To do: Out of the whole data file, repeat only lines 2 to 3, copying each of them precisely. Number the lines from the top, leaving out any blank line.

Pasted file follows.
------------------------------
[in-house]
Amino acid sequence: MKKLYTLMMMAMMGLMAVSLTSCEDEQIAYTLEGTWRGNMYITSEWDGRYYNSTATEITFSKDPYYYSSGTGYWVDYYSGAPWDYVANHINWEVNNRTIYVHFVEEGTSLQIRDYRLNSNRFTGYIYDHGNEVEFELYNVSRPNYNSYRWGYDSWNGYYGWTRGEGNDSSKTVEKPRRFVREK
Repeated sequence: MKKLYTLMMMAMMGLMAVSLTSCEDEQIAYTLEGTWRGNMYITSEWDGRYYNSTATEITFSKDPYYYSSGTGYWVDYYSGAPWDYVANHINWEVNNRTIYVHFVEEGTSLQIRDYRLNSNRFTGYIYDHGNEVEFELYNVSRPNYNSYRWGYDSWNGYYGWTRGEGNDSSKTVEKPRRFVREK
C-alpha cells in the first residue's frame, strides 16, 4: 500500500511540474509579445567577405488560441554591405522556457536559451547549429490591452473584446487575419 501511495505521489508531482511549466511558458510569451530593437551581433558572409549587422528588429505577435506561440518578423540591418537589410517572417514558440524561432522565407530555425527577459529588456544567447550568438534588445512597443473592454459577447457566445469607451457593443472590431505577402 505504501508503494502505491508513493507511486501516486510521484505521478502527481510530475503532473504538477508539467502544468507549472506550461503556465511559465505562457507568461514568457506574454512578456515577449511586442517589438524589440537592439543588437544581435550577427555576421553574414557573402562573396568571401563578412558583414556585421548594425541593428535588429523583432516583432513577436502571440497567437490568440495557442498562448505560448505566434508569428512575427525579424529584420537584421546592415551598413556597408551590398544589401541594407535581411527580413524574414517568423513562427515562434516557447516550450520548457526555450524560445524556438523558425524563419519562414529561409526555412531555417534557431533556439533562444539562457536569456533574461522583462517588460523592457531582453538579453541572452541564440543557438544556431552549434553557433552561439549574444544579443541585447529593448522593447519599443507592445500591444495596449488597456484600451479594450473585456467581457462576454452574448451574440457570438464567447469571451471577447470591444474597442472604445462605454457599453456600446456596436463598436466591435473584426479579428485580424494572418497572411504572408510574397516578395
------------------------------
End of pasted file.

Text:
Amino acid sequence: MKKLYTLMMMAMMGLMAVSLTSCEDEQIAYTLEGTWRGNMYITSEWDGRYYNSTATEITFSKDPYYYSSGTGYWVDYYSGAPWDYVANHINWEVNNRTIYVHFVEEGTSLQIRDYRLNSNRFTGYIYDHGNEVEFELYNVSRPNYNSYRWGYDSWNGYYGWTRGEGNDSSKTVEKPRRFVREK
Repeated sequence: MKKLYTLMMMAMMGLMAVSLTSCEDEQIAYTLEGTWRGNMYITSEWDGRYYNSTATEITFSKDPYYYSSGTGYWVDYYSGAPWDYVANHINWEVNNRTIYVHFVEEGTSLQIRDYRLNSNRFTGYIYDHGNEVEFELYNVSRPNYNSYRWGYDSWNGYYGWTRGEGNDSSKTVEKPRRFVREK